The Truth About Grief

The Truth About Grief: The Myth of its Five Stages and the New Science of Loss

Konigsberg reviews the history of grief and concludes that the five stages of grief are a myth in light of the most recent research.

Reviewed by Larry Yeagley, a retired pastor, chaplain, and author residing in Gentry, Arkansas, United States.



The Truth About Grief is the most comprehensive history of the death and dying movement I have read. Ruth Davis Konigsberg interviewed leading people in the movement and participated in their support groups and training. Her book does not rely on hearsay.

Skepticism of the stages has been building steadily since the early 1970s. Richard Schulz and David Aderman, when at Duke University, looked into the existing research to see whether there was any support for the stages, which there was none (10).

Konigsberg refers to the research of George Bonanno of Columbia University Teachers College in which he overturned the Kubler-Ross theory upon which we have relied for 40 years.* Konigsberg reviews that history and concludes the five stages of grief to be a myth in view of the most recent research. These five stages of grief were meant to describe  what a person experiences when facing personal death, not the death of another person. Also, the myth that everyone who loses a loved one needs counseling is laid to rest with good research that shows that at least 80 percent of griev­ing people are resilient and adjust well without counseling.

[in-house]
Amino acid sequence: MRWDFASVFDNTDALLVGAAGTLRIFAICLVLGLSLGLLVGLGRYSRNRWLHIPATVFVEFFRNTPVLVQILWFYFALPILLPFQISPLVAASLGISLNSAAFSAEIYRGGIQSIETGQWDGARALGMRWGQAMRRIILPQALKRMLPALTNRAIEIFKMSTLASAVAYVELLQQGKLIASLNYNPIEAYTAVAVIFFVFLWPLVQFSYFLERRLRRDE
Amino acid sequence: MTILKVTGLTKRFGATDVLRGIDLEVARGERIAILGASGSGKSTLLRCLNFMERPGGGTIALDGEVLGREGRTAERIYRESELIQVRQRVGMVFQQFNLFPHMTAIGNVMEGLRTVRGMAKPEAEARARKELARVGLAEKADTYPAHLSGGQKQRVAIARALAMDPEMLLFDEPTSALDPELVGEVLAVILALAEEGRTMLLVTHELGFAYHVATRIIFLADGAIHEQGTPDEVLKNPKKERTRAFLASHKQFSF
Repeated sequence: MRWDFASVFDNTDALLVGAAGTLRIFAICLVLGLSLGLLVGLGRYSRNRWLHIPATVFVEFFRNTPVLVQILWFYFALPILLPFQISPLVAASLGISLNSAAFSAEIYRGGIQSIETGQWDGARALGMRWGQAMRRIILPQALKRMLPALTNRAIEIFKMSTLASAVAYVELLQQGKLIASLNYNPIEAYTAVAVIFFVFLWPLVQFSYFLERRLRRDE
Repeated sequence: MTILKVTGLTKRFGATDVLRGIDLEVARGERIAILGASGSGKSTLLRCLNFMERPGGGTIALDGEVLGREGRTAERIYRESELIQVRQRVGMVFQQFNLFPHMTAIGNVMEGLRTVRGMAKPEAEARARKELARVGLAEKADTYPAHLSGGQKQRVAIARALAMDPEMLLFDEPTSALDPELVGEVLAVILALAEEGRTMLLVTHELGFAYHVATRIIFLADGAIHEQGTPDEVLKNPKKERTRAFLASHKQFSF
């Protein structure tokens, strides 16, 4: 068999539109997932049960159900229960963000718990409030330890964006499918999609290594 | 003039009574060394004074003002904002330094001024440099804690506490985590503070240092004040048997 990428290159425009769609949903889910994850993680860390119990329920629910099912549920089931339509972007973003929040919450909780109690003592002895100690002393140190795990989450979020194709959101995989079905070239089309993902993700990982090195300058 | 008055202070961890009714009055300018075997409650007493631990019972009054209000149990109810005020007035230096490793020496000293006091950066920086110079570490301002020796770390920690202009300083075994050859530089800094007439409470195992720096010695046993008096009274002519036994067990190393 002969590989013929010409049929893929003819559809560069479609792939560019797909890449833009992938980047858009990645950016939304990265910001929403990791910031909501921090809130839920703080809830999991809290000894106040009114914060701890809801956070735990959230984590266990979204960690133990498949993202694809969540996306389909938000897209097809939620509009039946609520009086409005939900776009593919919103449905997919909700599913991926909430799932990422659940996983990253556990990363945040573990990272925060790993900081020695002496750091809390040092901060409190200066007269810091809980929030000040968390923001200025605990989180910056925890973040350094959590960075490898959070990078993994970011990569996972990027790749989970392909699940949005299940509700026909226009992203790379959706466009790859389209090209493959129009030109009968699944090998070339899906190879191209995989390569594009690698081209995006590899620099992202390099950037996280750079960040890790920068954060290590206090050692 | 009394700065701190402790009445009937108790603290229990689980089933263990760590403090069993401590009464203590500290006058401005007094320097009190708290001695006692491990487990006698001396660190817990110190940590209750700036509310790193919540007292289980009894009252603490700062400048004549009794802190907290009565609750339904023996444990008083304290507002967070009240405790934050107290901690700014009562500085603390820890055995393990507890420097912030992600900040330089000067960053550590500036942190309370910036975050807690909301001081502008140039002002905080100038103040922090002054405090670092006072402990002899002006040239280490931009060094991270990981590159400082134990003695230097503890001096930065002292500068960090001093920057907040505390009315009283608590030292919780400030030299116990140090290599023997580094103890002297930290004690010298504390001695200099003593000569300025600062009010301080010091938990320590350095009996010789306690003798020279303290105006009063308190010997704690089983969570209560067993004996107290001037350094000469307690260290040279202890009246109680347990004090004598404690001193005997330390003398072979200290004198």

The author mentions the influx of grief counselors into New York when the Towers collapsed. She shows that most of the families who lost a loved one preferred the support of family as well as others who lost loved ones. She suggested that immediate grief coun­seling can harm instead of heal. She commented that the rush to counseling could be attributed to the stripping of religious faith and ritual, which results in lack of support for the bereaved.

I was a part of the death and dying movement in the 1970s. Along with oth­ers, I used Kubler-Ross’s stages of grief, but not for long. In my first support  group, a woman angrily said, “Mister, don’t you go putting us grieving people in a psychological box. We all have lost in a unique way, and we will all grieve in a unique way.”

I quickly learned that the stages are a myth. They are not based on the foundation of sound scientific and practical evidence. I would recommend that all pastors study Konigsberg’s book. Parishioners will benefit from her insights.

—Reviewed by Larry Yeagley, a retired pastor, chaplain, and author residing in Gentry, Arkansas, United States.

* George A. Bonanno, The Other Side of Sadness: What the New Science of Bereavement Tells Us About Life After Loss (New York: Basic Books, 2009).

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Reviewed by Larry Yeagley, a retired pastor, chaplain, and author residing in Gentry, Arkansas, United States.



June 2014

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